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America's Favorite Restaurants

We've asked you a few times to tell us about your favorite restaurants, and nearly 600 of you of have responded. It's always tough to narrow down the list, but here's our updated, always-changing take on where to eat like a local, from sea to shining sea. (Keep telling us about your favorites, and we'll keep improving our list.)

WAZEE SUPPER CLUB in Denver, Colo.
A comfort-food haven for Denver downtowners, Wazee has broadened its menu in the past few years, but the main draw has always been the Colorado-style pizza—heavy on the toppings, not so much on the cheese. The pizza is good, but really, it's the nicely funky atmosphere that brings people in: exposed brick, high ceilings, checkerboard floors, a bar, and a dumbwaiter that delivers pizzas to the upper level. Information: 1600 15th St., 303/623-9518, wazeesupperclub.com, pizza from $7. Lynn Buschhoff, Denver, Colo.

CONNECTICUT

CAROLE PECK'S GOOD NEWS CAFE in Woodbury, Conn.
Carole builds her big, creative menu on local produce and meats. Her pecan-crusted oyster appetizer with dried cherries, jicama, tomatillo salsa, and chili aioli is alone worth the trip, but once you're there, you'd be crazy not to try one of the entrées, like the wok-seared shrimp with vegetables and garlic aioli, or the free-range rotisserie chicken with mashed potatoes and stir-fried seasonal veggies. Information: 694 Main St. S., 203/266-4663, good-news-cafe.com, entrées from $18, closed Tues. Henry Bissonnette, Woodbury, Conn.

FLORIDA

E&E STAKEOUT GRILL in Belleair Bluffs, Fla.
You can't help but admire the river-rock walls and cherry-wood and copper accents. Once your food has arrived, however, the decor fades and all you can think about is how delicious the rack of lamb is, how fresh the seafood is, and how creative the cooking is. The specials change daily, but if potato-crusted hog snapper with creamy leek-and-garlic sauce is available, order it. Information: 100 N. Indian Rocks Rd., 727/585-6399, 3bestchefs.com, entrées from $14, closed for lunch Sat. and Sun. Phil Meyer, Belleair Bluffs, Fla.

PUERTO SAGUA in South Beach, Fla.
No South Florida restaurant is more authentically Cuban than Puerto Sagua—just ask the Cubans gathered at the long counter for small plates and café cubanos (also known as Cuban rocket fuel). In the main dining room, there's even an elaborate diorama of a 1950s Havana street scene. The dishes are classic Cuban: arroz con pollo (chicken and rice), ropa vieja (shredded beef), and more. This is Cuban food for Cubans, not tourists—though tourists always love it! Information: 700 Collins Ave., 305/673-1115, entrées from $8. Richard Rosichan, Miami Beach, Fla.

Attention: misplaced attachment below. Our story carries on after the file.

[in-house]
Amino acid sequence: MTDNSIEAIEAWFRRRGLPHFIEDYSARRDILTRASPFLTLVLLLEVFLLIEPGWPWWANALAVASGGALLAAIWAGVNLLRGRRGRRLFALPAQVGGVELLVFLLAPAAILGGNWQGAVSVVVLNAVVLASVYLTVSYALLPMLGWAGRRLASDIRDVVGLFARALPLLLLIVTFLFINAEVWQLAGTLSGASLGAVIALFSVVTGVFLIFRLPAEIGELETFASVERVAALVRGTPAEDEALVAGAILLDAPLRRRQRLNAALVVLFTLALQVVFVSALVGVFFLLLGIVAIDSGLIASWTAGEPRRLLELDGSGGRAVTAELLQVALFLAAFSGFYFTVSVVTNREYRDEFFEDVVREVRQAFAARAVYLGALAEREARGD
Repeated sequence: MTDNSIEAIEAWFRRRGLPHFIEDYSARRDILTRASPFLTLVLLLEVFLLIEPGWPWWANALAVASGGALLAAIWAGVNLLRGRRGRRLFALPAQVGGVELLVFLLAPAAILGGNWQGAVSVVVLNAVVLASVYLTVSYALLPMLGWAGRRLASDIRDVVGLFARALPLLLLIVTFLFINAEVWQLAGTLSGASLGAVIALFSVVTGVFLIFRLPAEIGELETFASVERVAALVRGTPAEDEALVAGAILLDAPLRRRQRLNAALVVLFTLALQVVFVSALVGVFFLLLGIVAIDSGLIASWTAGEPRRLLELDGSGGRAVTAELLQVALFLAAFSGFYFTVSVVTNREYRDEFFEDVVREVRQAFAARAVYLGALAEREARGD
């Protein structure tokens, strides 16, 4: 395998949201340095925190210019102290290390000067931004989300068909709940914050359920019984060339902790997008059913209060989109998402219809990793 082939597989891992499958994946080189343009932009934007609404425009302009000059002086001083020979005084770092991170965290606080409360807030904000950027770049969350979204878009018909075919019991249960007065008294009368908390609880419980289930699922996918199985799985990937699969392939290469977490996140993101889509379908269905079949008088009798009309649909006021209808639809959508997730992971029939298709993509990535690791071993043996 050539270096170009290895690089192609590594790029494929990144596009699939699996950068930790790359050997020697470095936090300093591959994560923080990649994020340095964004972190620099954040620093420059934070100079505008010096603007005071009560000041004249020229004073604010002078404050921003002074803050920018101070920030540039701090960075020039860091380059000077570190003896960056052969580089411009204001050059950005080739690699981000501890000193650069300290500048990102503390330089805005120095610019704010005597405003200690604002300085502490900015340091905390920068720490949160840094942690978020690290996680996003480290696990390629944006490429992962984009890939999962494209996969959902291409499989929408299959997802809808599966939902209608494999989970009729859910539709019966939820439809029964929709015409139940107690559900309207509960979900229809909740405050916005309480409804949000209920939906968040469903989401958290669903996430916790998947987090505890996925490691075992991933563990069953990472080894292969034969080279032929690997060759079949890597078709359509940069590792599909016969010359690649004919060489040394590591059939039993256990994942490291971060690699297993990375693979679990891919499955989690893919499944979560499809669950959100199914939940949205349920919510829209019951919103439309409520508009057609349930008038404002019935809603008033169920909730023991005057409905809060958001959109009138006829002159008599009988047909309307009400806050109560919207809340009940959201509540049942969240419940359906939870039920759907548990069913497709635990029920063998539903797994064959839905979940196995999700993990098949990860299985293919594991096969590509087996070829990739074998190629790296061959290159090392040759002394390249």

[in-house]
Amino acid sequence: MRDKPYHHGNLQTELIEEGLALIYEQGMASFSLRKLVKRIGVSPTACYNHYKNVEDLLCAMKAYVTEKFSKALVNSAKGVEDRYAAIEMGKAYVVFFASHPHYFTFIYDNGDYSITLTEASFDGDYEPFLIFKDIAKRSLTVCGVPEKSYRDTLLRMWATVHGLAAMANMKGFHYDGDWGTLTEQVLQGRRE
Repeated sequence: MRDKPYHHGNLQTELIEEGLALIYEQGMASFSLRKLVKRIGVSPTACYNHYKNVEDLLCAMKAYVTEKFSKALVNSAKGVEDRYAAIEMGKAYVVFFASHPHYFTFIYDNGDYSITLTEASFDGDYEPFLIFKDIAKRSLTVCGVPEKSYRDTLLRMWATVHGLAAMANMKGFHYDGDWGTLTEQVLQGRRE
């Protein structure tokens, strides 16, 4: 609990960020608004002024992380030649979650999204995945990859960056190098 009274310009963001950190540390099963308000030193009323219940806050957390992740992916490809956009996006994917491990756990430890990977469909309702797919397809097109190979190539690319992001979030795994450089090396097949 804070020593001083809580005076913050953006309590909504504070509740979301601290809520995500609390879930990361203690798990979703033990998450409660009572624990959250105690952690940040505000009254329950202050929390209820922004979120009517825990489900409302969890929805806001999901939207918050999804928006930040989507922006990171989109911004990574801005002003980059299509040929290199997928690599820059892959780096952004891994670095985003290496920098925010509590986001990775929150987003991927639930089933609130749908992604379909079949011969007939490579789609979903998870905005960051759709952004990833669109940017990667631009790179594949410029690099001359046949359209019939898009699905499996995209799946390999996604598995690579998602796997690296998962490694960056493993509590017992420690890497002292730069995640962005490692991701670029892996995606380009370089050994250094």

GEORGIA

TASTY CHINA in Marietta, Ga.
Owner Yang Da He hires highly regarded Szechuan cooks and gives them the freedom to cook authentic cuisine with few restrictions and no dumbing down. The result is bold, spicy dishes with a balance of flavors that stand up to the heat. (The menu label "hot and numbing" on some dishes should be taken quite literally.) Skip the two pages of Chinese-American standards on the menu and go straight to the Szechuan specialties. Information: 585 Franklin Rd. SE, 770/419-9849, entrées from $8. Morgan Eubanks, Marietta, Ga.

HAWAII

NEW! KEOKI'S PARADISE in Koloa, Hawaii
Near the southern coast of Kauai, within walking distance of Poipu Beach, Keoki's Paradise restaurant is a campy, fun alternative to eating at the big resorts. Tiki torches, a thatched roof, and the usual assortment of "tropical" cocktails (there are two versions of the mai tai) are a little silly, but it all feels appropriately festive when you're dining in shorts and sandals. Dishes served in the restaurant proper are overpriced, so ask for a seat near the man-made pond in the café and stick with the fresh fish, which the restaurant has mastered. The hula pie dessert is a tasty, gargantuan chunk of macadamia-nut ice cream with hot fudge, big enough for the kids to split. Information: 2360 Kiahuna Plantation Dr., 808/742-7534, keokisparadise.com. Price check: A large fish taco platter in the café goes for $10; the fresh fish entrée is $16. Tropical cocktails like the lava flow (the menu says it erupts with strawberry) cost $7.25. Thanks for sharing: Reader AncSteve was the first to tip us off.

ILLINOIS

IRAZÚ in Chicago, Ill.
You could easily mistake Irazú for a little spot in Costa Rica where you'd stop for a bite. A mural on one wall shows a cottage under palms and tree frogs. Everyone should try the vegetarian burrito with mushrooms at least once—though the steak sandwich is also spectacular. Order a mango-water shake to wash everything down. You'll leave full, satisfied, and out maybe $15 for dinner. Information: 1865 N. Milwaukee Ave., 773/252-5687, irazuchicago.com, entrées from $9, cash only, closed Sun. Amy Johnson, Chicago, Ill.

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